Go out of this world at the Space Center

At the Space Center in Houston a display designed to show what a space vehicle might look like as it is hurtling through space. (Mughda Gurram/YJI)
HOUSTON, Texas, U.SA. – Space, the final frontier. These are the voyages of the Apollo rockets.
Stepping into the Space Center, a space-oriented museum connected to the Johnson Space Center in Houston, visitors get a glimpse into these space missions and more.
From a variety of movies, to the various interactive exhibits, people get an in depth look at NASA’s work in space, including the science, technology, and people behind it.
Exhibits show off mock-ups of vehicles such as the Orbiter, space suits worn by astronauts during various space missions, and collections of lunar dust and a
moon rock visitors can touch.
There is a show that uses an audience volunteer to demonstrate how astronauts live in the space station, using a mock-up of the space station.

Exhibits at the Space Center include space suits actually worn in space and re-create scenes so visitors can imagine what astronauts actually did in space. (Mughda Gurram/YJI)

The center also has rides that simulate what it’s like to be on a space mission, which seemed very popular among the kids visiting.
While some of the activities are obviously geared towards younger visitors, such as the “How to train like an astronaut” exhibit and the fairly large play area, the center has something for people of all ages.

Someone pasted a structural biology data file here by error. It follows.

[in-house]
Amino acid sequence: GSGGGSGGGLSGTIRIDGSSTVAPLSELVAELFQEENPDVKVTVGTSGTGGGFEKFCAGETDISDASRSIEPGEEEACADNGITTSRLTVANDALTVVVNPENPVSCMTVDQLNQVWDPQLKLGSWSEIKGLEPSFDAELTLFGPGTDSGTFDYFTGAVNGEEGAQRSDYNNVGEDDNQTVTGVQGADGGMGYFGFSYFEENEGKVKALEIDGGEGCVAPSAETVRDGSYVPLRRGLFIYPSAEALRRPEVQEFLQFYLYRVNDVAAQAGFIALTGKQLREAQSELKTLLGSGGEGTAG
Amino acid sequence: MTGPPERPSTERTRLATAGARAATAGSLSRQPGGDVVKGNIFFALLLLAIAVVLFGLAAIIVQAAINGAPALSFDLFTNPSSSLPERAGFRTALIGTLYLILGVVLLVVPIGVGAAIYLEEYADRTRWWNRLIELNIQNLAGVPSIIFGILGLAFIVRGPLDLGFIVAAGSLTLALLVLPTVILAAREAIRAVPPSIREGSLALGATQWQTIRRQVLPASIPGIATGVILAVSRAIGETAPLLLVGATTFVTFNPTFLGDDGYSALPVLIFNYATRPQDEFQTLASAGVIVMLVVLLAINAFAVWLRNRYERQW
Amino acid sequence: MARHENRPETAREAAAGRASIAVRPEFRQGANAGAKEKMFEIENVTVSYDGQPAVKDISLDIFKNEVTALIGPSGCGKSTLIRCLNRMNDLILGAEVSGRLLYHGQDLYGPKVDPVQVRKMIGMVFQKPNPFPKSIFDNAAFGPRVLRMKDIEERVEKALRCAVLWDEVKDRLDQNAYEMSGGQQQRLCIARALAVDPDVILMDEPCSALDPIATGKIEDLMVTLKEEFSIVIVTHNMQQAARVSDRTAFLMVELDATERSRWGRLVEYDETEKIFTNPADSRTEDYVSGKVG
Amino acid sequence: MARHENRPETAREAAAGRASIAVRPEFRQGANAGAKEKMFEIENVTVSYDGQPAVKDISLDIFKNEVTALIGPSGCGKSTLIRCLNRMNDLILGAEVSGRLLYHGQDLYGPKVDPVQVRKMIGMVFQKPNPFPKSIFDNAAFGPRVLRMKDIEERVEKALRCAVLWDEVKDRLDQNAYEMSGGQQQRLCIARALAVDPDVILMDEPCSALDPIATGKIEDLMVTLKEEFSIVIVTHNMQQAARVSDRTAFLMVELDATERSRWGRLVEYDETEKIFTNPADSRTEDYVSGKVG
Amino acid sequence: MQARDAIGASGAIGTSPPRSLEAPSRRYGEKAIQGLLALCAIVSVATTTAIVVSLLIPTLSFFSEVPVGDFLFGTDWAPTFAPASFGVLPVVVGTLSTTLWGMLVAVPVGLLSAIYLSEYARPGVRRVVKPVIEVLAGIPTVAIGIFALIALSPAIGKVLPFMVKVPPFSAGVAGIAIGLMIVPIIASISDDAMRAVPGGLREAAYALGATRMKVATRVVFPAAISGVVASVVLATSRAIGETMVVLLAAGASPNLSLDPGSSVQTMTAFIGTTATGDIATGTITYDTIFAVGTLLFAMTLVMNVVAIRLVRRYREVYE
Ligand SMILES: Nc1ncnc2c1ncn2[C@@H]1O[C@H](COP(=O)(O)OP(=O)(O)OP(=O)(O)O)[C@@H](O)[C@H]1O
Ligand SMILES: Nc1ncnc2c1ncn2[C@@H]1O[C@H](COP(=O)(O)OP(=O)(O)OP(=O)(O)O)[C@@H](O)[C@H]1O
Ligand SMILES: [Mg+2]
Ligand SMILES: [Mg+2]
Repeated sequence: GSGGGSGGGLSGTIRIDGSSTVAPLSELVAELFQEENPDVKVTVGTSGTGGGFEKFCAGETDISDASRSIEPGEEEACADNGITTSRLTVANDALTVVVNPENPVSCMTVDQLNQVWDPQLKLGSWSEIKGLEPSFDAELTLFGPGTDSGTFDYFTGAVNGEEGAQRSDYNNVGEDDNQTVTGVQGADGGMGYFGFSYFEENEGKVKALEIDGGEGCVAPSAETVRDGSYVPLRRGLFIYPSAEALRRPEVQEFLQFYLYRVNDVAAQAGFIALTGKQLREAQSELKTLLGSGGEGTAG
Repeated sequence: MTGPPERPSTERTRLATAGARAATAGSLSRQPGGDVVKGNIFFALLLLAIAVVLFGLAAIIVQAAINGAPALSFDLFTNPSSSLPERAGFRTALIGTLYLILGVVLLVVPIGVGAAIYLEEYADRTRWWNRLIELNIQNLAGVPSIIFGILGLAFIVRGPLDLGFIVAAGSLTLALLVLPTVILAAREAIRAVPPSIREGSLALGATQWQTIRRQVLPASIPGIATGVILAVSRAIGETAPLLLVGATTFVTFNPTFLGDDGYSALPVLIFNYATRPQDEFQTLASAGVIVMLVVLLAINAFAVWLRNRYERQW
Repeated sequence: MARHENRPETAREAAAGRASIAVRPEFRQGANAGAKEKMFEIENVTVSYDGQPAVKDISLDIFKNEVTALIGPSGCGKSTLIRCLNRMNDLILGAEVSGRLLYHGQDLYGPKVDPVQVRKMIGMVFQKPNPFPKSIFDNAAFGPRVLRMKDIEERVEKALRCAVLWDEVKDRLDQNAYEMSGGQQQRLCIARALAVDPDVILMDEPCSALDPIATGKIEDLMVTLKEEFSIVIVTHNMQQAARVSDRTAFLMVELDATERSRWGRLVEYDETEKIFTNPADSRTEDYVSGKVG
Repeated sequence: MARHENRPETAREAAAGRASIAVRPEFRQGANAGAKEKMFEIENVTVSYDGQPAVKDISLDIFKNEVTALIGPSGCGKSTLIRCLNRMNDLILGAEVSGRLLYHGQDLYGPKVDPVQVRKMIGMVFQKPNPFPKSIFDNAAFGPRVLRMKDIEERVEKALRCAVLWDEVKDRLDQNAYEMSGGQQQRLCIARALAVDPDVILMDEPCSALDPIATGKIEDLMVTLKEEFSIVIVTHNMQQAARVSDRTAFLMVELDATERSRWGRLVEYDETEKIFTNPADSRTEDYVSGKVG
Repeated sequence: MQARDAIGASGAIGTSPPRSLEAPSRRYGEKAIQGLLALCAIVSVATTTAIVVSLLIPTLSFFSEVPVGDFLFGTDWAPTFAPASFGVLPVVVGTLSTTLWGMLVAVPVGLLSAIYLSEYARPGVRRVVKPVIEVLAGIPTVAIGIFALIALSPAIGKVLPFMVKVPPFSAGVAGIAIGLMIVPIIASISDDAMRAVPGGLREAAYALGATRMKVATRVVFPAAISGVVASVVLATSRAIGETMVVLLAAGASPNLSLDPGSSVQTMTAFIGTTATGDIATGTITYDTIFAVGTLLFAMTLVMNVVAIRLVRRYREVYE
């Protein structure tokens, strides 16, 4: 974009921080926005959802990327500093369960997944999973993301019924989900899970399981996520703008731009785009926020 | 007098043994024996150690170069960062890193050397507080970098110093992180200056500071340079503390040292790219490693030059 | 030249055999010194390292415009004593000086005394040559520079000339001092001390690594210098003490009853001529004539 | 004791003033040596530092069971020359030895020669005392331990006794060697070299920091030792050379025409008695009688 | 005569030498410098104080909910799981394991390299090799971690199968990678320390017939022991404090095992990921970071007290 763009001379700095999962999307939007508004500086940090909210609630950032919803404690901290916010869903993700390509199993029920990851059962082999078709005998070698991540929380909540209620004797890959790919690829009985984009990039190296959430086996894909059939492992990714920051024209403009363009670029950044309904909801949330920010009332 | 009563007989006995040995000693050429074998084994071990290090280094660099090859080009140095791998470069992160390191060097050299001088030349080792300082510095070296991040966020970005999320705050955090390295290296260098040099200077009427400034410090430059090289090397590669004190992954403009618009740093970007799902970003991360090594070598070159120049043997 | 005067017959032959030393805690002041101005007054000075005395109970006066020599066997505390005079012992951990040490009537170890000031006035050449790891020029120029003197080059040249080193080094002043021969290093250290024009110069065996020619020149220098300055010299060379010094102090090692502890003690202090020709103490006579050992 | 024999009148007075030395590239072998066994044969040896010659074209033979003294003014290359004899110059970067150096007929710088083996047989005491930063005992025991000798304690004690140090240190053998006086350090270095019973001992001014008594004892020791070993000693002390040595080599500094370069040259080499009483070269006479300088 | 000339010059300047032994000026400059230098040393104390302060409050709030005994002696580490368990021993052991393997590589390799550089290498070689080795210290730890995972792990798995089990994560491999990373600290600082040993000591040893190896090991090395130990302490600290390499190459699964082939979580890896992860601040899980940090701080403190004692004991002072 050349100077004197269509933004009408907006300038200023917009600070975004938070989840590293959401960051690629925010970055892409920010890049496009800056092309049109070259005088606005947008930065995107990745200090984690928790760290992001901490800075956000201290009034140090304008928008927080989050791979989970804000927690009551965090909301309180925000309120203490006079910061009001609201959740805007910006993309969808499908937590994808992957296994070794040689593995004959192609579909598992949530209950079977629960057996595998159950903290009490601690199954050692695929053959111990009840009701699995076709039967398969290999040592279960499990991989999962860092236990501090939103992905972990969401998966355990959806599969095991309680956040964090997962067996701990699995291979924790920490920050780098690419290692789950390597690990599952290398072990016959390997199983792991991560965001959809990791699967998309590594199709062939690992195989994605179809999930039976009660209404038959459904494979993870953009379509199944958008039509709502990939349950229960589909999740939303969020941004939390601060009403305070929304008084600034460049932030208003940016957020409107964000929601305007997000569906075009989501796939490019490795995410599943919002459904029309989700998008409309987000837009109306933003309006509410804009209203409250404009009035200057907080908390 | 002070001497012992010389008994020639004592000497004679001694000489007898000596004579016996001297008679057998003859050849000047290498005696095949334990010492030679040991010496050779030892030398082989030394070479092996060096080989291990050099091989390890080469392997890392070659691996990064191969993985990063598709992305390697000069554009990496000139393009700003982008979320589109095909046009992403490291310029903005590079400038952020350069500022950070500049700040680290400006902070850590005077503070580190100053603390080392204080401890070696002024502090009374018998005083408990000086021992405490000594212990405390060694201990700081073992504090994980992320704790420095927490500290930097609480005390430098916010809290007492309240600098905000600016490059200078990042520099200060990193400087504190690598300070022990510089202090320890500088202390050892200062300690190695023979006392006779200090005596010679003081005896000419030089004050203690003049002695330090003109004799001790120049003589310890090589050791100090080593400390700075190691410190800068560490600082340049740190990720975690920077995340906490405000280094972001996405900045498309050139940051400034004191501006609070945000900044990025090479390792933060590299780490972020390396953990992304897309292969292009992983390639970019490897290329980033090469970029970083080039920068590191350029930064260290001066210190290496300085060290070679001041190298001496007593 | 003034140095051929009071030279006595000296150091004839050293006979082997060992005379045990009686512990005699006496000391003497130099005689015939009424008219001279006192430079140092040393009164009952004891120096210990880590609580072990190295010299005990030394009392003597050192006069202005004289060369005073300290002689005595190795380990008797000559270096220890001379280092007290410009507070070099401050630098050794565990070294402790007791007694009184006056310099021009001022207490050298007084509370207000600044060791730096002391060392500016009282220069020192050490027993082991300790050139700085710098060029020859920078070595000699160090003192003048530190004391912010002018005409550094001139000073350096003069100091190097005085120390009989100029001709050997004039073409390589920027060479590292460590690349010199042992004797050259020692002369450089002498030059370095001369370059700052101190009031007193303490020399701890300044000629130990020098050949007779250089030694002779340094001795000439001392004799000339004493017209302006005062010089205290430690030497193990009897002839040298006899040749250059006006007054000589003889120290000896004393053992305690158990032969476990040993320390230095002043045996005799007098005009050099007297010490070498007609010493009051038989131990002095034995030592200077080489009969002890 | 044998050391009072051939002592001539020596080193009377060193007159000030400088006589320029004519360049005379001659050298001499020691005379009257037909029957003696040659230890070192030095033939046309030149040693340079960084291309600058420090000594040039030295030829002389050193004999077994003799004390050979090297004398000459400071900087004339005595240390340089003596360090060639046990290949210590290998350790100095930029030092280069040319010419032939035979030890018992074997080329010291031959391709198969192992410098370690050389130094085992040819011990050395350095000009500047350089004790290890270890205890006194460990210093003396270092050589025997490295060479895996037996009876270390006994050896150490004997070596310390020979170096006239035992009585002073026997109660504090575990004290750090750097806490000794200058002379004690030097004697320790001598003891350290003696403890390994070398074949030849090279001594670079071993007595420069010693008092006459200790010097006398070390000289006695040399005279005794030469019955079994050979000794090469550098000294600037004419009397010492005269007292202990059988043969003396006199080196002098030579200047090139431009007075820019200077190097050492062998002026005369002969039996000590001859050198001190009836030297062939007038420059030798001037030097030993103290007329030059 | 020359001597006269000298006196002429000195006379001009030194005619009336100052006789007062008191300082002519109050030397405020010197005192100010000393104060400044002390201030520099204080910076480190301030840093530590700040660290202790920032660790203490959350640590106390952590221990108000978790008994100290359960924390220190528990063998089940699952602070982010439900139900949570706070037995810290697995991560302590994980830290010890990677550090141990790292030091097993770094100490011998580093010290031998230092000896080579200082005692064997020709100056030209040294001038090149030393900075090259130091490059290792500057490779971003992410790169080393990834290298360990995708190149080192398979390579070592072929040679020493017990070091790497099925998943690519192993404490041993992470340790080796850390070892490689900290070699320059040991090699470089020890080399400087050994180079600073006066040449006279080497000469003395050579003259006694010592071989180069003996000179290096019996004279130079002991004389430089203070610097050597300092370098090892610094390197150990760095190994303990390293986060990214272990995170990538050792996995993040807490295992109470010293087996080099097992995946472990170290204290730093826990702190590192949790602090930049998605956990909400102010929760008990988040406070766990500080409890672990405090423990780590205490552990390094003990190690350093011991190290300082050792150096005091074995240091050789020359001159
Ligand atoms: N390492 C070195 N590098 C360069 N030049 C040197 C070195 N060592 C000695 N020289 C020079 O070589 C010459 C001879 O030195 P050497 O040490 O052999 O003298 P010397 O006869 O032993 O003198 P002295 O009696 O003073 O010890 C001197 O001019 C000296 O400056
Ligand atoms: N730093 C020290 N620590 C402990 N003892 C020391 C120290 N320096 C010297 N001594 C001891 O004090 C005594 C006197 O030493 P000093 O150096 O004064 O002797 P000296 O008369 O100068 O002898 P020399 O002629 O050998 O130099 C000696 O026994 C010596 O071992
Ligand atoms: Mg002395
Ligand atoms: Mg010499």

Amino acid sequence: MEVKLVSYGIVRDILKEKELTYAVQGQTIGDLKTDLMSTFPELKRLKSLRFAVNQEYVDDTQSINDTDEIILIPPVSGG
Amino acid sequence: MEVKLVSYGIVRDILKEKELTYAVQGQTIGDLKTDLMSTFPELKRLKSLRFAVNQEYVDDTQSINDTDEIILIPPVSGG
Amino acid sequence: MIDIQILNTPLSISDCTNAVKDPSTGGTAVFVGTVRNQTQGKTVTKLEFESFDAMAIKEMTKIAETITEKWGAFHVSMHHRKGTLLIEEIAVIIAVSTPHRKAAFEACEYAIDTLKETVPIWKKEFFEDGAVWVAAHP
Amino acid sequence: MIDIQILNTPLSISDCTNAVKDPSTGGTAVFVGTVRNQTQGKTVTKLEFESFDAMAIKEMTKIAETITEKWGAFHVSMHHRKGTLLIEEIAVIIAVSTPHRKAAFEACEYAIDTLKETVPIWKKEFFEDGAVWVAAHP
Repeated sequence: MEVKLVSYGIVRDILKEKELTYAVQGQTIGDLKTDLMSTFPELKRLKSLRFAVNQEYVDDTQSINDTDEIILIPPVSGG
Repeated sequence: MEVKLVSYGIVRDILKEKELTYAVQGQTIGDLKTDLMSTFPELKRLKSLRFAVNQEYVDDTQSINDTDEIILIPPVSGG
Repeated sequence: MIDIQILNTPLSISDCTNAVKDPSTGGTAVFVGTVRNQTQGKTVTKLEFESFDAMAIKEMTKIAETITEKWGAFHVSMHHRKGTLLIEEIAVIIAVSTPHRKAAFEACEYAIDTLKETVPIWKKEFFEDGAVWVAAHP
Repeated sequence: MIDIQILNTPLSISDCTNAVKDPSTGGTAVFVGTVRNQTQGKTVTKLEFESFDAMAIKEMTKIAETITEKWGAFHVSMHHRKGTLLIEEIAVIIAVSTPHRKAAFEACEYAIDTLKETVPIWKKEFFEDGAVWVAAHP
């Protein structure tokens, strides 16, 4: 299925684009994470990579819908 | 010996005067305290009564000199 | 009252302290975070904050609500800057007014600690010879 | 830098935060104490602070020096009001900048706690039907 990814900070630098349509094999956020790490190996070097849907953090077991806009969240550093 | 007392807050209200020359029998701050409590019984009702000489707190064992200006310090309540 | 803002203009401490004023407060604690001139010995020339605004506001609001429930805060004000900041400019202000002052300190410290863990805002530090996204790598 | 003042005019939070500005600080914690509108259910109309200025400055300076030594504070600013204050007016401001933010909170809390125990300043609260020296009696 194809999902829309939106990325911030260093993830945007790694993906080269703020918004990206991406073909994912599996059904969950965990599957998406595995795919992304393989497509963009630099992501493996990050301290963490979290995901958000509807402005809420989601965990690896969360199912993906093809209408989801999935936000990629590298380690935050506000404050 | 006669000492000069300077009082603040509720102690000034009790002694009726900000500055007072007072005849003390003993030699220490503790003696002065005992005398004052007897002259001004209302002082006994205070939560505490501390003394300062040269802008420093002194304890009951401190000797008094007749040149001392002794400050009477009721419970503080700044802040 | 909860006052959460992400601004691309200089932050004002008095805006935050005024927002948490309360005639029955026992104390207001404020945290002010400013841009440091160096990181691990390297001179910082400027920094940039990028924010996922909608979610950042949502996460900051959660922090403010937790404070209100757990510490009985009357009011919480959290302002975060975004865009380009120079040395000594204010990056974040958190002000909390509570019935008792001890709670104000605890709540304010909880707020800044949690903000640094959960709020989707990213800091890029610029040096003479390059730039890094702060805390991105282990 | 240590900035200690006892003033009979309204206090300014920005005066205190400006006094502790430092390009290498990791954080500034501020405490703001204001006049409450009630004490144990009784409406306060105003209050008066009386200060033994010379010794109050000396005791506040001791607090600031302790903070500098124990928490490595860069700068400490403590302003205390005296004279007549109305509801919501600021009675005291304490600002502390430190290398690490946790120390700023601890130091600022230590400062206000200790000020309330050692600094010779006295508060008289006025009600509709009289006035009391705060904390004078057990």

One of the most interesting aspects of the Space Center museum is the fact that it offers access to where the magic happens.
Tram tours take visitors to the Johnson Space Center and offer a look into places like the Space Vehicle Mockup Facility, where astronauts train to use the machines up in space, and NASA’s Building 17, where they develop and test space food. These tours offer people a one-of-a-kind chance to see the actual facilities that astronauts and NASA employees use to prepare for space.

The space vehicle mockup facility, where astronauts come to practice using real equipment they might use in space. (Mughda Gurram/YJI)

Visitors also get a chance to hear real astronauts talk about their experiences in space, and get a chance to grab a picture with them.

I had a chance to hear astronaut Kenneth D. Cameron speak about the three shuttle missions he was a part of, and the opportunities he had to help secure a good relationship between the United States and Russia when they were combining their efforts in space. He joked that what really sealed the deal was the U.S. team bringing ice cream up to the Russian space station.
Cameron emphasized the importance of teamwork.  
“In order to build a space station, first you have to build a team that can build it,” he said.
Working cooperatively is crucial, according to Cameron.
“We have built an amazing machine up in space. But we built an even better team that built that machine,” said Cameron. “In the end, it’s the team that carries it through.”
The Center also pays tribute to the teams lost in the Challenger and Columbia space missions, in an exhibit and in a memorial of trees visible from the tram tours.
The Space Center is a definite must for anyone who enjoys learning about the vast universe, the astronauts who explore it, and the technology that brings them there. 
Mugdha Gurram is a Senior Reporter for Youth Journalism International.

Astronaut Kenneth D. Cameron speaking to visitors at the Space Center in Houston. (Mughda Gurram/YJI)

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